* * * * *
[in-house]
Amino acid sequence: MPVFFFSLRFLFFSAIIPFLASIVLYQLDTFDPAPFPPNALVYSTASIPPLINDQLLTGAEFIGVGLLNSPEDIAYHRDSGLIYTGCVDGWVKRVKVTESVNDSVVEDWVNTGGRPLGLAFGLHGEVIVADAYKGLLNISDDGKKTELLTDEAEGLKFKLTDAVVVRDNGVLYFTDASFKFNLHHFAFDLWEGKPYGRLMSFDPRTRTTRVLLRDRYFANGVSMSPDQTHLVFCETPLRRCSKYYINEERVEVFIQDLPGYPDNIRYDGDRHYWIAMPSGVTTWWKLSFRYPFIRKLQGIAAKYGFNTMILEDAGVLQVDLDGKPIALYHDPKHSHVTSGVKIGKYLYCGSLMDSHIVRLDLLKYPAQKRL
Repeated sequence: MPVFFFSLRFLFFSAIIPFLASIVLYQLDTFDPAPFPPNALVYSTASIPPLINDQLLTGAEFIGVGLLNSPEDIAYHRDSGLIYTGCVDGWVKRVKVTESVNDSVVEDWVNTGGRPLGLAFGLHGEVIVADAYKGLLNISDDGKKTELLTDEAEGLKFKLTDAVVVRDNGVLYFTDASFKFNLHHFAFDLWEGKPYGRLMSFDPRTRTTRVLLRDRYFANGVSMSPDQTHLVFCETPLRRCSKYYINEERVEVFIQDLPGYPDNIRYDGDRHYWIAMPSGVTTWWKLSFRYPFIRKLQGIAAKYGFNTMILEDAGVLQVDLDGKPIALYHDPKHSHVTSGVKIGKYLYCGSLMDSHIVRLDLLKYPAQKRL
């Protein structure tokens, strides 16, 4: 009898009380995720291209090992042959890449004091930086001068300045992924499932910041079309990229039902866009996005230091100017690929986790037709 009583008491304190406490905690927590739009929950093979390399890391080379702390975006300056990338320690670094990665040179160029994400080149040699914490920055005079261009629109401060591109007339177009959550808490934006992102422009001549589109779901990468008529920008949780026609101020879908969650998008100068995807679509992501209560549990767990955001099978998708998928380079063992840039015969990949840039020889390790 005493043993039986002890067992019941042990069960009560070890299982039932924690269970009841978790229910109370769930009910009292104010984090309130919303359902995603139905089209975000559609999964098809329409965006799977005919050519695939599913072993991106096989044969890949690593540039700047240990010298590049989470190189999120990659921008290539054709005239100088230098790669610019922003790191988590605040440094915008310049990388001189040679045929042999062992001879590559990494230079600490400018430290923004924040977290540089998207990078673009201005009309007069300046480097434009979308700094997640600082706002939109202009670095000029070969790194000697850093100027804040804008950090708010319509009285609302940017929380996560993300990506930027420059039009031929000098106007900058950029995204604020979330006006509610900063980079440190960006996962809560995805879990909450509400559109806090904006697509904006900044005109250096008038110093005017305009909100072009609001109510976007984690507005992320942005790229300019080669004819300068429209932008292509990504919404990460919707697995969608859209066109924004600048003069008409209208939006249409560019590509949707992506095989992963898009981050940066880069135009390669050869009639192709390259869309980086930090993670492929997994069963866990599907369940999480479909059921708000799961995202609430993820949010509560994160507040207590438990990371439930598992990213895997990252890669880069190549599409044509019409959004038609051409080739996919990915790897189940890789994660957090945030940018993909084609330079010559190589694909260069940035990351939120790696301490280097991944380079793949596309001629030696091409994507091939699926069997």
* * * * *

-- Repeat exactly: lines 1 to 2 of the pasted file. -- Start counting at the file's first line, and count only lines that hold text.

[in-house]
Amino acid sequence: MPVFFFSLRFLFFSAIIPFLASIVLYQLDTFDPAPFPPNALVYSTASIPPLINDQLLTGAEFIGVGLLNSPEDIAYHRDSGLIYTGCVDGWVKRVKVTESVNDSVVEDWVNTGGRPLGLAFGLHGEVIVADAYKGLLNISDDGKKTELLTDEAEGLKFKLTDAVVVRDNGVLYFTDASFKFNLHHFAFDLWEGKPYGRLMSFDPRTRTTRVLLRDRYFANGVSMSPDQTHLVFCETPLRRCSKYYINEERVEVFIQDLPGYPDNIRYDGDRHYWIAMPSGVTTWWKLSFRYPFIRKLQGIAAKYGFNTMILEDAGVLQVDLDGKPIALYHDPKHSHVTSGVKIGKYLYCGSLMDSHIVRLDLLKYPAQKRL